In Chris Schwarz Blog, Schwarz on Workbenches, Woodworking Blogs

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If a leg vise has a disadvantage – and I’m not quite willing to admit that it does – it would be its parallel guide.

The parallel guide is a strip of wood at the bottom of the leg vise that prevents the vise’s chop from spinning like a propeller. It also creates the vise’s leverage and makes it pinch your work right at the top of the chop. However, to do its job the parallel guide requires that you move its pin when you want to hold really thin stock or really thick.

And moving that pin is something that would-be bench builders don’t like. They always say something like: I want a leg vise, but I don’t want to stoop all day moving that pin.

If you are one of those anti-stooping skeptics, then you should take a close look at the photos, drawings and video in this blog post. The St. Peter’s Cross (sometimes called “Croix de St. Pierre”), eliminates the parallel guide and the pin and the stooping. I first wrote about this bench accessory in my 2007 book “Workbenches: From Design and Theory to Construction and Use” and showed a drawing of one from the old book “The Amateur Carpenter and Builder” (Ward, Lock & Co.).

Lots of readers have asked about the cross in the last five years. Some asked: How does it work? Does it really work? It doesn’t really work, does it? Why would you discuss something that doesn’t work? But most readers asked: Where can I get one?

Here are the answers: It works like scissors. Yes. No, it works. Because it works. Benchcrafted.

Yup, soon the bench geniuses at Benchcrafted will be offering a cast St. Peter’s Cross that you can install on your workbench and eliminate the parallel guide and pin and stooping. Jameel Abraham and his brother, Father John, brought an oversized prototype of the hardware to the Lie-Nielsen Hand Tool Event in Chicago to show off. They had it paired with their Glide leg vise hardware, and the action was nothing short of magnificent.

Jameel says they are working with a patternmaker now to make the patterns for  castings and they hope to begin offering it by the end of the year. No firm word on pricing. But it will be easy to install on any leg vise, either new or as a retrofit.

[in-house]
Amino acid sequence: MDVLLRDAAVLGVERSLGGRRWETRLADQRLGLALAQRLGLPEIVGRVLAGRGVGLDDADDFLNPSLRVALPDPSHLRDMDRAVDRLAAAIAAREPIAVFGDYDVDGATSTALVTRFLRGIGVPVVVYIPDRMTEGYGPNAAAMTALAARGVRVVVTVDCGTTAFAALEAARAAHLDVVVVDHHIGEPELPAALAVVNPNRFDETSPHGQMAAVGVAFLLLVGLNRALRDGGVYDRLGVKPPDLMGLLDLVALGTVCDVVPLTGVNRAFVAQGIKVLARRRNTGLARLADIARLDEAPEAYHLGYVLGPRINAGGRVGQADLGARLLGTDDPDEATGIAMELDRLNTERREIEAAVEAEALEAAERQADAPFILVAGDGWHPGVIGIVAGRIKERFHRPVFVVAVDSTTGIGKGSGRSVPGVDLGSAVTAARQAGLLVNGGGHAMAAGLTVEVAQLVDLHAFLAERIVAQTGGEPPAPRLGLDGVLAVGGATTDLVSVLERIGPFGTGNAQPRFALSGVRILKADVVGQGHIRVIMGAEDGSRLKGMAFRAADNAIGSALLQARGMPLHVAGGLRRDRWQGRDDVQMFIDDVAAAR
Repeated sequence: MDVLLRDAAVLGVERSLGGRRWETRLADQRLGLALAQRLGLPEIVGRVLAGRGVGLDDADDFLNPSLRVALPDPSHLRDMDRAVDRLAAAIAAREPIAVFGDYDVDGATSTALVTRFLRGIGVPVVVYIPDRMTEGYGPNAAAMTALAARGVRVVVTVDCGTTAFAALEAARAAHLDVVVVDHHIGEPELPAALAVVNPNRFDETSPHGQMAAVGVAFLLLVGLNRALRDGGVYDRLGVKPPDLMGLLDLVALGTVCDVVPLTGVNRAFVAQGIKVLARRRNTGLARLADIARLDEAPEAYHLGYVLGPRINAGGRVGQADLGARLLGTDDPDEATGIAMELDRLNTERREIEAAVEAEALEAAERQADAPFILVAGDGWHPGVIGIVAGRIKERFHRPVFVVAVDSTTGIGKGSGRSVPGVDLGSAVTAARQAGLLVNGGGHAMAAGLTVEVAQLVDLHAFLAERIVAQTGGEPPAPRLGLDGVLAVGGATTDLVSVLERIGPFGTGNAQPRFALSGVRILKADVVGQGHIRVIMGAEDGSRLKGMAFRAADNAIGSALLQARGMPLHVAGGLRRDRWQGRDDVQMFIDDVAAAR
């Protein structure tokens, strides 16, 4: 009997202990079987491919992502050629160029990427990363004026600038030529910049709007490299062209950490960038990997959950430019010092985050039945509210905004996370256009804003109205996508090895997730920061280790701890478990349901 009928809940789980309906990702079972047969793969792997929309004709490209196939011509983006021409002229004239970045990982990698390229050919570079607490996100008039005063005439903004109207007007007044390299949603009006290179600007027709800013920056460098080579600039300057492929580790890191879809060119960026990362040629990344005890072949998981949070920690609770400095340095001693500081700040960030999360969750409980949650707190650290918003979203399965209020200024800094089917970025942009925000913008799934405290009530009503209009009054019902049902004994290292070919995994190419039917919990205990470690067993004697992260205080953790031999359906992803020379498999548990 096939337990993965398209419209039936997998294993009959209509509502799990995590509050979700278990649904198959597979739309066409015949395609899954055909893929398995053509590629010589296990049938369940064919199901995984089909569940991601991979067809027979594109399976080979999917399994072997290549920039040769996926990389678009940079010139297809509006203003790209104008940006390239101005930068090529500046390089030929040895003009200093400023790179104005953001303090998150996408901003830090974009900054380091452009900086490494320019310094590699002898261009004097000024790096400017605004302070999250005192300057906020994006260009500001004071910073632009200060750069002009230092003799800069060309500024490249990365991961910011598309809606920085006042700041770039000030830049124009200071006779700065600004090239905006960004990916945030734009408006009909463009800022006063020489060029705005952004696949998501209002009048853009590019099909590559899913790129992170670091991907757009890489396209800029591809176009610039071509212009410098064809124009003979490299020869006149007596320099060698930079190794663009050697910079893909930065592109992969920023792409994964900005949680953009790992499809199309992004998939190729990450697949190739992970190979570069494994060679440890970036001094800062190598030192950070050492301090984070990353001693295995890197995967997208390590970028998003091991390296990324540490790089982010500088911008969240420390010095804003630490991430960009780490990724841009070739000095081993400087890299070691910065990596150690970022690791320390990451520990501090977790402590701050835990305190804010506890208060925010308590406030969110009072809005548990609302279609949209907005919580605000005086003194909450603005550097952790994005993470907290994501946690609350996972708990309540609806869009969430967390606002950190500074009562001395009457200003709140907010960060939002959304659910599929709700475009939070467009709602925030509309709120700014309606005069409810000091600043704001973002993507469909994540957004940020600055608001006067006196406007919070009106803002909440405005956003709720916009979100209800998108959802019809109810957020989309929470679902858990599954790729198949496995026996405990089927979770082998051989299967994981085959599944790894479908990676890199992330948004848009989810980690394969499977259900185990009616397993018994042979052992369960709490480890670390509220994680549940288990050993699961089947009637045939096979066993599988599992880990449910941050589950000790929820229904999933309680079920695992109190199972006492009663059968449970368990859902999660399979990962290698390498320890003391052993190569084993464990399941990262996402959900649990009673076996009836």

I ordered one so I can install it on the Roubo bench I built in 2005.

There are a lot of interesting details to discuss about this hardware. How is it best attached? Where did its name come from? Is it a French innovation? Can you make one from wood or lawnmower blades? But I have to get to the second day of the show right now.

So stay tuned this week for more entries on St. Peter’s Cross.

— Christopher Schwarz


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Showing 45 comments
  • Zach

    Oddly-named cross. It reminds me more of St. Andrew’s cross than St. Peter’s. St Andrew’s cross (also called a Saltire) is x-shaped, is the flag of Scotland, and makes up the white on blue cross in the Union Jack.

    Bit of pointless trivia, I’m sure 🙂

  • Paul Moldo

    I made a St. Peters’ Cross for my Roubo leg vice and it doesn’t stay parallel (which is its main purpose), when engaging the workpiece. the bottom part of the vice continues to move inward. Full details are on my blog site. Any suggestions will be appreciated.

    http://www.youtube.com/watch?v=uyTRxNYE874 A short video on YouTube. The video is sideways so look to the right of the picture to see the bottom going out of parallel.

    http://awalkinthewoods-woodworking.blogspot.com/

  • wizz

    Here is vice that I picked up from a want ad, Just needs some new wood and put back to work.
    http://www.picturetrail.com/sfx/album/view/24103650

  • randyk

    I noticed that the chop in the first picture of this vise had something attached to it. Is it to prevent slippage and what is it? The reason I ask is that I have built a leg vise based on the LVL bench by Christopher Schwarz and have had some slipping problems. The chop is made from maple and it butts against maple on the bench and it slips more than it should.

  • McDara

    Forgive my dim-ness, but what is the advantage of a leg vise like this over a basic face vise? I assume it is the distance from the screw to the top of the jaw, or is there some extra leverage applied by going down to the floor?

  • JayWC

    The boys of Wood Talk Online (Marc, Matt and Shannon) discussed this vise in Episode 96. I believe it was Shannon that mentioned there may be a trade off with this vise in that you can’t put stock under the screw in the way you could with the traditional vise. Other than that, I think they covered it very well and were complimentary to both vises.

  • Danny H.

    I have their sliding tail vise installed on my personal bench and I love it, but wasn’t able to use their leg vise since the Nodin adjustable leg hardware makes difficult if not impossible to incorporate. I’m thinking though that with this scissor design I may be able to make it work, possibly by making the bottom attachment a quick release bolt for when I want to change the bench height from other than it’s normal height position. What think Ye ?

  • cbf123

    It may not make much difference, but you’re going to lose some clamping power compared to the parallel guide.

    With the parallel guide the pin at the bottom gives you a long lever arm, for maybe a 2:1 mechanical advantage. (10lbs of pressure at the screw gives 20lbs of pressure at the jaws)

    With the cross, the effective lever arm is the distance to the pivot point of the cross, giving a reduced mechanical advantage (and interestingly, the amount of reduction varies depending on how wide the vise is opened.